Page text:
MHCA acknowledges it is located on Treaty One land and the homeland of the Metis Nation

Infrastructure Minister says long-term planning, budgets a target

Transportation and Infrastructure Minister Doyle Piwniuk, who assumed leadership of the portfolio in January, says his department is very much focused on presenting multi-year budgets, starting with a three-year budget and moving to much longer-term program outlooks in years to come.

Piwniuk met at MHCA February 16 with key members of the Board’s Executive Committee, including Chair Nicole Chabot.

Chabot led the discussion by noting the MHCA anchors its advocacy in supporting economic growth in the province, and that investment in core infrastructure is very much a key to that as it is foundational to trade, which is 53% of Manitoba’s GDP.

“It is key to economic recovery and turning the wheels to ensure there’s (economic) growth and sustainability for the programs that serves the public,” she said.

MHCA President Chris Lorenc presented to the minister the case for a significant recapitalization of the federal trade corridor fund, especially to underpin a Western Canada Trade Gateway and Corridor Initiative (WCTG&CI), a proposal initiated by the Western Canada Roadbuilders and Heavy Construction Association.

The WCTG&CI would seek to bring together the public and private sector to develop strategy that identifies those trade-enabling infrastructure projects with the greatest return on investment to GDP – especially those that elevate the profile and productivity of Western Canada’s trade activity.

Lorenc stressed what Canada needs is to focus investment in shovel worthy, rather than shovel ready, infrastructure projects, because these are projects that are tied to a business plan, with readily verifiable returns to our trade productivity.

Manitoba Transportation and Infrastructure must be central to the province’s economic growth strategy, because of the transportation network’s intrinsic value to trade.

“Your (department) budget allows for repositioning of Manitoba as a significant player in global trade.”

Piwniuk said MTI is focused on trade, currently delivering the roll out of a long-term project to link provincial roads to trade routes that can reliably transport people, businesses and producers to their destinations. Further, the work on the Perimeter Highway is intent on turning it to freeway status, as a critical trade corridor in the Capital Region.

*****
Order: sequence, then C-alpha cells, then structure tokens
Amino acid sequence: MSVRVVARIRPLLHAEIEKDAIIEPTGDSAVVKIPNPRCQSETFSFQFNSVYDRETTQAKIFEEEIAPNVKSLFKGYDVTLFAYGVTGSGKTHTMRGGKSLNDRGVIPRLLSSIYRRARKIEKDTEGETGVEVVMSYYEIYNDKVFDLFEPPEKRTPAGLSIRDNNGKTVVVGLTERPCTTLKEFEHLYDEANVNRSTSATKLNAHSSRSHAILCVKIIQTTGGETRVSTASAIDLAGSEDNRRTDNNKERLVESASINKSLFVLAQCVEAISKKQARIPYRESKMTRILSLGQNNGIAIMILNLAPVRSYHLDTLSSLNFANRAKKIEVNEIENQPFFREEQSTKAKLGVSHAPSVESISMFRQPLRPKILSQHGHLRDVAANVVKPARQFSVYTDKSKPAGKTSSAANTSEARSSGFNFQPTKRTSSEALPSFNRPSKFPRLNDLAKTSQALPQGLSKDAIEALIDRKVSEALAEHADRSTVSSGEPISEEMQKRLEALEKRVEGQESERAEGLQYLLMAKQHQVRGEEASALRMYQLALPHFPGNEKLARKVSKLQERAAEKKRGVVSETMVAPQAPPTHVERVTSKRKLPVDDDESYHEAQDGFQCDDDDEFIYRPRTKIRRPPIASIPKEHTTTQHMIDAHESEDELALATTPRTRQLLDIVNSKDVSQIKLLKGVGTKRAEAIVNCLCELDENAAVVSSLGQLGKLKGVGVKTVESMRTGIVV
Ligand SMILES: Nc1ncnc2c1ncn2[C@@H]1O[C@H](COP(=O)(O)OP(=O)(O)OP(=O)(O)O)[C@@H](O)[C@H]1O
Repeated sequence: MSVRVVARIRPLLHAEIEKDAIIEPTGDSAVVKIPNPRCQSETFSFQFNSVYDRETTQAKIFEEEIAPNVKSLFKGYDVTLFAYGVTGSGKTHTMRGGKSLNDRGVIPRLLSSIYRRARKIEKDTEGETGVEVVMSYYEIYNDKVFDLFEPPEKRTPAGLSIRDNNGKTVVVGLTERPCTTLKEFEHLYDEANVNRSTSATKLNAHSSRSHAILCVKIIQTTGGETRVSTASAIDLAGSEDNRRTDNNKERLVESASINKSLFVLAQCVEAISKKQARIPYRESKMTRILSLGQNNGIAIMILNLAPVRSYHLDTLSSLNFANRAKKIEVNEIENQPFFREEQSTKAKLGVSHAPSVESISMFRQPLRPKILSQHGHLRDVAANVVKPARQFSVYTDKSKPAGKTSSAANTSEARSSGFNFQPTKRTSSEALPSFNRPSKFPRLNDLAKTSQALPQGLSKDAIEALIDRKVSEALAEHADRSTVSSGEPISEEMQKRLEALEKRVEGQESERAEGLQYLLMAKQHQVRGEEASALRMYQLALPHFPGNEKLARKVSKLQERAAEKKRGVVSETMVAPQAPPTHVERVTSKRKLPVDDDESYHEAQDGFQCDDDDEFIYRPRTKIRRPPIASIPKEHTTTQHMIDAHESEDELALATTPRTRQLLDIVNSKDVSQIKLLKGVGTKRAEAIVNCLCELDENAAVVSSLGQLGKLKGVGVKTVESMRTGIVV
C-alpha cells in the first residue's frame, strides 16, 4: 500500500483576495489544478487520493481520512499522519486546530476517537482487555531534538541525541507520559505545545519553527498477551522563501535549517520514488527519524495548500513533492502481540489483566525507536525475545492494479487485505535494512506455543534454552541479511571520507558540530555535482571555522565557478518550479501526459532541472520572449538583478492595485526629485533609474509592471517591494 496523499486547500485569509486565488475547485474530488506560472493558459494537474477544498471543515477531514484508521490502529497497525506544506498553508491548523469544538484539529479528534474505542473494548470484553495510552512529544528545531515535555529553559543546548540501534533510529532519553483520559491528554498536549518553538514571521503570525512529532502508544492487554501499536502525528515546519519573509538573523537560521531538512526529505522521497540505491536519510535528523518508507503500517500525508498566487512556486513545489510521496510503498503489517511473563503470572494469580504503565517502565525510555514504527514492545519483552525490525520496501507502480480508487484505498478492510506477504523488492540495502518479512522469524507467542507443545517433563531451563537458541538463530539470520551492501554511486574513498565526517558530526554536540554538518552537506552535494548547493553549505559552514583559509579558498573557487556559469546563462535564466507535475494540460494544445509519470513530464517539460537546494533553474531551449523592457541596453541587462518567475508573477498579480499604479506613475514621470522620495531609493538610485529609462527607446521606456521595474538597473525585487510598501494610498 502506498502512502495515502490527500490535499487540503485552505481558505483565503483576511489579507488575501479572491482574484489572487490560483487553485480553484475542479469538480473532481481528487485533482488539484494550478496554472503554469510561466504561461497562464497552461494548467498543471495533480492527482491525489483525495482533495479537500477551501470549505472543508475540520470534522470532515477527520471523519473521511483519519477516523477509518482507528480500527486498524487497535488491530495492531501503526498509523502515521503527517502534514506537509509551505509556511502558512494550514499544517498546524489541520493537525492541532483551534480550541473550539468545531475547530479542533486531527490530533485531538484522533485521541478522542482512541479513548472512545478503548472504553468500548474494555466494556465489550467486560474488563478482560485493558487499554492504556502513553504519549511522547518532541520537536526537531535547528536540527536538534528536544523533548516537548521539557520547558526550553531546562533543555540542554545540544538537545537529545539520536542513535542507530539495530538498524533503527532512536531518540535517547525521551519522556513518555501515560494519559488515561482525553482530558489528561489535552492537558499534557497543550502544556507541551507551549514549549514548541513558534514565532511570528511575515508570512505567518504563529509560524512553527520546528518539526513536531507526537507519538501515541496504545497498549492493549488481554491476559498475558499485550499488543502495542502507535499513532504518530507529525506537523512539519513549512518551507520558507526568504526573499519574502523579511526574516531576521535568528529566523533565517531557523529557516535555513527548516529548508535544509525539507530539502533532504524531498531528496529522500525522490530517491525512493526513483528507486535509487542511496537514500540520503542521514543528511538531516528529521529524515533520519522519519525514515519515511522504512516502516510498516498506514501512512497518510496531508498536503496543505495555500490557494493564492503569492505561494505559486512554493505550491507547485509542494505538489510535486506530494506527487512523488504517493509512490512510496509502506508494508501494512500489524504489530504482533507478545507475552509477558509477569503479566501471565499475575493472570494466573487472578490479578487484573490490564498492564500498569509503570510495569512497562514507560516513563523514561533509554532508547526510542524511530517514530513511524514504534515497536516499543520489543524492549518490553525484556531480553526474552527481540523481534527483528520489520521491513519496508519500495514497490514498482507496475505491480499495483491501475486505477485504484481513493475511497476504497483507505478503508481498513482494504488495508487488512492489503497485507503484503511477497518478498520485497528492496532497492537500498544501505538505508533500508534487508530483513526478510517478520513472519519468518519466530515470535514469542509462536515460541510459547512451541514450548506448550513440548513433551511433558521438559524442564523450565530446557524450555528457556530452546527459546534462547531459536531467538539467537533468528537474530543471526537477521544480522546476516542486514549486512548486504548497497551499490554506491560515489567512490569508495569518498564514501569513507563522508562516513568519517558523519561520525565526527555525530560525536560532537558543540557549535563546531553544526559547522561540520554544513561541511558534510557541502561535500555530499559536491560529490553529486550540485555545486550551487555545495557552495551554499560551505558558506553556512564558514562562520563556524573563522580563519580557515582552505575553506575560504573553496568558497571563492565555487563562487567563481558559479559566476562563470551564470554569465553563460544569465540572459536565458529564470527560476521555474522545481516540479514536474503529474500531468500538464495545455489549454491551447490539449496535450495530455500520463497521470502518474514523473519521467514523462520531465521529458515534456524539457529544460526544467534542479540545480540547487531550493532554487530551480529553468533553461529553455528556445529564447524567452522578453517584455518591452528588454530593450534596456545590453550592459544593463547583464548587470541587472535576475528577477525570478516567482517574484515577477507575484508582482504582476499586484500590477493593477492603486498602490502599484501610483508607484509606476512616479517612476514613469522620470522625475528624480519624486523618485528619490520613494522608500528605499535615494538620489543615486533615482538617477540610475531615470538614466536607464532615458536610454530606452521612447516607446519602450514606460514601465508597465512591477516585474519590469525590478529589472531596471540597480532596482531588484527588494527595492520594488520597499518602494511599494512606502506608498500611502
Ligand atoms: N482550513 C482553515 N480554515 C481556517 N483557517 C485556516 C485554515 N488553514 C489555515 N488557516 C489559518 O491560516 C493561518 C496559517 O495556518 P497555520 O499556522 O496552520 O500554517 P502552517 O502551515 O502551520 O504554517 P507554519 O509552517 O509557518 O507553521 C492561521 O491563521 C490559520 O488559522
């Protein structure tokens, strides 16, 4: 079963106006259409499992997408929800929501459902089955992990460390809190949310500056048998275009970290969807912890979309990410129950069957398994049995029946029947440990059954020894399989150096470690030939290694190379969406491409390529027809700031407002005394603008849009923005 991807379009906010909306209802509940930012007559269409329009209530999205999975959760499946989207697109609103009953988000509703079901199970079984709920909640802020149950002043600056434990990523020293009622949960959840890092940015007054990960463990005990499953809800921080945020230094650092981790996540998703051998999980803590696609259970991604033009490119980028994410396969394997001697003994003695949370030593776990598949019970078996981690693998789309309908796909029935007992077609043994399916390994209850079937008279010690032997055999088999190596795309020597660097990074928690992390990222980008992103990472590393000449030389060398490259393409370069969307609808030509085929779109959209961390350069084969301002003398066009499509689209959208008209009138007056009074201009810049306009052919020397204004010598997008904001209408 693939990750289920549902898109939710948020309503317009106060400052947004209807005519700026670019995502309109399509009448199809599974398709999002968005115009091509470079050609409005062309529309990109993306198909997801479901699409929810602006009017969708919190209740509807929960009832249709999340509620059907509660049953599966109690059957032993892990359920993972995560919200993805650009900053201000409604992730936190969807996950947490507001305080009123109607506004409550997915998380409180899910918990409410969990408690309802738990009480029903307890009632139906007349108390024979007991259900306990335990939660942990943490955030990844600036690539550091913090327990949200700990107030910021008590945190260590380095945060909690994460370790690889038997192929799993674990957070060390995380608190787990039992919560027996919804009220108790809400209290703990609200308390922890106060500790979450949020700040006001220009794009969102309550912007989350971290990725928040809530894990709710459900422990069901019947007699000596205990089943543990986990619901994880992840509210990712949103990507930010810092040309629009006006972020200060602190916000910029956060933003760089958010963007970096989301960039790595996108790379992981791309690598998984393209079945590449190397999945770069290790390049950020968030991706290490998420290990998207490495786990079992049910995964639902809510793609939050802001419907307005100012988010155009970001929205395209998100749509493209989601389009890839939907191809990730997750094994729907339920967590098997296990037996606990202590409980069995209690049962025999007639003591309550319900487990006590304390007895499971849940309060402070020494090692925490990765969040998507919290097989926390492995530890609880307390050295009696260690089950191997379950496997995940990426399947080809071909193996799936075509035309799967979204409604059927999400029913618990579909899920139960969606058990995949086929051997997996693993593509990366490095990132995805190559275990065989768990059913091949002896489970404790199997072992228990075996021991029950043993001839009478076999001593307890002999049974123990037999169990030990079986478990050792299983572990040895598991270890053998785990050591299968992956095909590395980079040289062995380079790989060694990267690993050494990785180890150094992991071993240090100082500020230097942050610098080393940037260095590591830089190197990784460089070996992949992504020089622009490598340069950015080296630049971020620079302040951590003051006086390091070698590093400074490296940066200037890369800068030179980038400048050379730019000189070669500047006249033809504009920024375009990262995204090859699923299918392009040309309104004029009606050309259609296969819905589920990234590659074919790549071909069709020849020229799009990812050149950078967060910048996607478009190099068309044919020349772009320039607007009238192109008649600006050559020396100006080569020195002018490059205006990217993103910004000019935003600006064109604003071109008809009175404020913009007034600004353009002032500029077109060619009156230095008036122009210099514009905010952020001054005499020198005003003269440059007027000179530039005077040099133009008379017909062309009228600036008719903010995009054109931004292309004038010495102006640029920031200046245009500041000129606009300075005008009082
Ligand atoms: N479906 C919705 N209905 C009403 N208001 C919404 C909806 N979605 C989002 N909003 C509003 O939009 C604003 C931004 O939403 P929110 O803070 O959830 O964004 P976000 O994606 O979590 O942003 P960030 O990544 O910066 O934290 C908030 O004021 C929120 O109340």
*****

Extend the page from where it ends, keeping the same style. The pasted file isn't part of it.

On the industry side, Lorenc said the infrastructure investment deficit, said to sit at about $9 billion — $6 billion for highways, and $3 billion for bridges – illustrates the need for sustained, significant increases to the department’s budget programs, including highways capital.

At present, the base highways capital budget is set to rise to about $387.5 million in 2022/23. There should also be additional funds rolled over from an underexpenditure in previous years and more funding from the provincial ‘economic restart’ program introduced for post-pandemic recovery.

Piwniuk said his background in financial planning convinces him that multi-year financial plans, such as long-term budget forecasts, are critical to assisting the industry in its own financial plans, allowing companies to line up their human resources, supplies and capital acquisition plans.

Lorenc said it is important to have that long-term program outlook, allowing significant flexibility in the budget and for the department to pivot to emergencies or as investment priorities shift in any given year.

But certainty in program value allows companies to be more productive, to grow and therefore make the industry itself more competitive, which returns better value to the government in tender bid prices.